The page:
Charles Mingus and Civil Rights

1572 WordsDec 21, 20087 Pages
Charles Mingus was one of the most influential and groundbreaking jazz musicians and composers of the 1950s and 1960s. The virtuoso bassist gained fame in the 1940s and 1950s working with such jazz greats as Louis Armstrong, Duke Ellington, Charlie Parker, Art Tatum, and many others. His compositions pushed harmonic barriers, combining Western-European classical styles with African-American roots music. While examining his career is valuable from musical standpoint, his career also provides a powerful view of the attitudes of African-American jazz musicians (and Black America as a whole) towards the racial inequalities in America during that time. In addition to being a successful musician, Mingus was a very outspoken social commentator.…show more content…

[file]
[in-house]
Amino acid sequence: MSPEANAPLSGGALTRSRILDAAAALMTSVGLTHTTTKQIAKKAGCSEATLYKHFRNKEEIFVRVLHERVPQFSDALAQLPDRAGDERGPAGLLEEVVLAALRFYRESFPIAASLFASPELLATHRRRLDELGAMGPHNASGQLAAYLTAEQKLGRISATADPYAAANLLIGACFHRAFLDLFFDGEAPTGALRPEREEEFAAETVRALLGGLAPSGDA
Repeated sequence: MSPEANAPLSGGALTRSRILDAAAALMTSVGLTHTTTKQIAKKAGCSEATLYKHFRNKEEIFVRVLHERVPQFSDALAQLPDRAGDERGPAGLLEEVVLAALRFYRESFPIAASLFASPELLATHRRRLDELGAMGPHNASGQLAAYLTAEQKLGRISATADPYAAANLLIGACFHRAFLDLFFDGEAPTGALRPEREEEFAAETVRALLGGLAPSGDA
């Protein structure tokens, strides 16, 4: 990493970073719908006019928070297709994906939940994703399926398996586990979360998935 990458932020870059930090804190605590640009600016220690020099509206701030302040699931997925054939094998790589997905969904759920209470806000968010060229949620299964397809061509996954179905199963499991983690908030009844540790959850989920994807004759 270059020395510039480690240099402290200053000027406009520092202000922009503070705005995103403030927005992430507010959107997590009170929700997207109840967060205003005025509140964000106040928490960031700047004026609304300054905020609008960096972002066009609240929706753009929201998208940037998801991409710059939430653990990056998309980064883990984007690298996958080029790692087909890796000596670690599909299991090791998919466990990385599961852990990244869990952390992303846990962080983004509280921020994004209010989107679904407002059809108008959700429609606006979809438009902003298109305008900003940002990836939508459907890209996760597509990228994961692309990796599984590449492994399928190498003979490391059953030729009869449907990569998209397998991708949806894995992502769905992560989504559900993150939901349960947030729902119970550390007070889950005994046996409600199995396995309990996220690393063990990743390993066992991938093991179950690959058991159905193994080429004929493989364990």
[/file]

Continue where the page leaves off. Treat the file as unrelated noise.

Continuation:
The arrest of Rosa Parks on December 1st, 1955 was one of the most critical moments in the Civil Rights Movement. It might not be such a coincidence that Mingus releases his most socially relevant album only 2 months later. Pithecanthropus Erectus was Mingus’s first album with Atlantic records as a band leader. The title track on this album is meant to be a commentary on race relations in the US during that time. It is also the beginning of Mingus’s shift towards Black-Nationalism.It is a metaphor for the African-American struggle for equality. The structure of the tune was very experimental for the time. The piece alternates from structured material and chaotic improvisation. The tune is broken into 3 sections; A, B, and C. The A section features composed melodies, played in unison, and it follows classical European harmonization. The B section breaks from this structured idea and goes into a collective improvisation and brings out blues inspired inflections. The C section goes into complete chaos with wild, atonal improve meant to mimic human screams and animal calls. The A section is meant to represent a tyrant oppressor and his attempts to suppress his enslaved subjects. The B section represents the empowerment of the enslaved and their attempts at freedom. The chaos of the C section is meant to imply the destruction of the oppressor by the no free slaves. The premise behind this tune goes in line with the political consciousness of the jazz

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